If you, as the parent, choose to make learning your goal, it may take longer to bring about the desired behavior change at age four. However, when you do take the time, at age four, to teach some skills, then at age fifteen you no longer have to deal with fighting because what you taught at age four is still working. Your child learned it! At this point, remember you can never assume that a child has learned any skill until they use it in the appropriate context to bring about positive change for themselves. "Saying something" rarely defines teaching. So often we hear parents say, "I told him a hundred times. I don't know what's wrong, but he's not doing it!"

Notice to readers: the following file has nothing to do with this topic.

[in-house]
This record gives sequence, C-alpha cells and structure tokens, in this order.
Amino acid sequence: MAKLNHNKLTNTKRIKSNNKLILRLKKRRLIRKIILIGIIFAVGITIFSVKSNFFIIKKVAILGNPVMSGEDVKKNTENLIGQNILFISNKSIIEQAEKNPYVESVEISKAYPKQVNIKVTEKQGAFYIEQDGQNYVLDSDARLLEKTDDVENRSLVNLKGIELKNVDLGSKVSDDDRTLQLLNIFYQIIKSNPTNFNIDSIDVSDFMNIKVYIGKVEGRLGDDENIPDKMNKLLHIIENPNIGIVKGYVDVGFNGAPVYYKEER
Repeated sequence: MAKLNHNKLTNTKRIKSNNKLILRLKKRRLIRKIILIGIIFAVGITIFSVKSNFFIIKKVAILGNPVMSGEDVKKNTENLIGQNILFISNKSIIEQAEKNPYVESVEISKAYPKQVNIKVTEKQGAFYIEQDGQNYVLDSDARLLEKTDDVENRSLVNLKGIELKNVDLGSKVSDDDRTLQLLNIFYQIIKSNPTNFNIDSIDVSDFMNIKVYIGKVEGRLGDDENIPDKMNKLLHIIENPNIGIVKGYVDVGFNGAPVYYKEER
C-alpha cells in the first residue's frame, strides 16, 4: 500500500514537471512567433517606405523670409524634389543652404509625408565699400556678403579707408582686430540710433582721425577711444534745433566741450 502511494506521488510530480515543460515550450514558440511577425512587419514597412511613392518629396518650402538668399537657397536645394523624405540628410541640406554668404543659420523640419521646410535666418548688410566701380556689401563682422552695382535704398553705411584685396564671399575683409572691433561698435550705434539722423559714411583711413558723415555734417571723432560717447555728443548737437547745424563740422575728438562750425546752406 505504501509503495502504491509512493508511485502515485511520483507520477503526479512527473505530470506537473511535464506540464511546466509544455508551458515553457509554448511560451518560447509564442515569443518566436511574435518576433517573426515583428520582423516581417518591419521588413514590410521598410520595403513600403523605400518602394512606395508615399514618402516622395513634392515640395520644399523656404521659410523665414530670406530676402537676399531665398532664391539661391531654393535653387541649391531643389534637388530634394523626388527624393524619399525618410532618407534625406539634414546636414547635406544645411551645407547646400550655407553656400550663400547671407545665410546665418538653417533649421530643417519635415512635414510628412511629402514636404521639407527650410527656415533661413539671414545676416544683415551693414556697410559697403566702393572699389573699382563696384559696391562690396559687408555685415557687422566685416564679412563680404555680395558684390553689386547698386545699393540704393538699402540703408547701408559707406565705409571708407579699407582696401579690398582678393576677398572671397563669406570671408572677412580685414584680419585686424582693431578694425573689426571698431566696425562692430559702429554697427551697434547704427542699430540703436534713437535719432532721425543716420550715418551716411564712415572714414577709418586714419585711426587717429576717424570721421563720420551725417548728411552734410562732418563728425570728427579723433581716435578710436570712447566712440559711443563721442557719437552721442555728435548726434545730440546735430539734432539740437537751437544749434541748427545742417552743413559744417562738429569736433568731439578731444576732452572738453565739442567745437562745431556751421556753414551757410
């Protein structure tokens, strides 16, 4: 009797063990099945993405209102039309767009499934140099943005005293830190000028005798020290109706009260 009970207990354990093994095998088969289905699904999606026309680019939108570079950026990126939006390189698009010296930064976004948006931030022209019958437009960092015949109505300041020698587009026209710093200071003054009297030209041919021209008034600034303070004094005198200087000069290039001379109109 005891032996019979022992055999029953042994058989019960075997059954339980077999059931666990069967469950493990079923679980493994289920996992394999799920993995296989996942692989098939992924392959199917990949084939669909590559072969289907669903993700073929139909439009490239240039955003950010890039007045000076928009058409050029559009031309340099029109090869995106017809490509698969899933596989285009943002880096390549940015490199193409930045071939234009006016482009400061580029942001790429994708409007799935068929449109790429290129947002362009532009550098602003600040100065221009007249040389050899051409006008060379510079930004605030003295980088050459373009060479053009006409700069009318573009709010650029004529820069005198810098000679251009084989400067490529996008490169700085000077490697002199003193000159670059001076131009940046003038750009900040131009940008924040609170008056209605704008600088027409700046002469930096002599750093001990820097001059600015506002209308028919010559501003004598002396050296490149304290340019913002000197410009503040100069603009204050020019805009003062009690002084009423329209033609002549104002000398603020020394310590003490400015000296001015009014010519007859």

Telling does not constitute teaching. If teaching is the goal, then a change in your child's behavior must be the measure of the your success. If you use one strategy to teach a concept or behavior and the child does not change, keep the anger out and remember three key words: THAT DIDN'T WORK! Then, try again with another repetition or a completely new method; but don't give up. You may not succeed on the first few tries but one thing is guaranteed... if you stop trying to teach, you will fail. Too many parents are willing to say, "I have tried everything," after a few failures instead of simply saying, "Oops, I just found another way to teach this that didn't work, so I had better look around for another way!"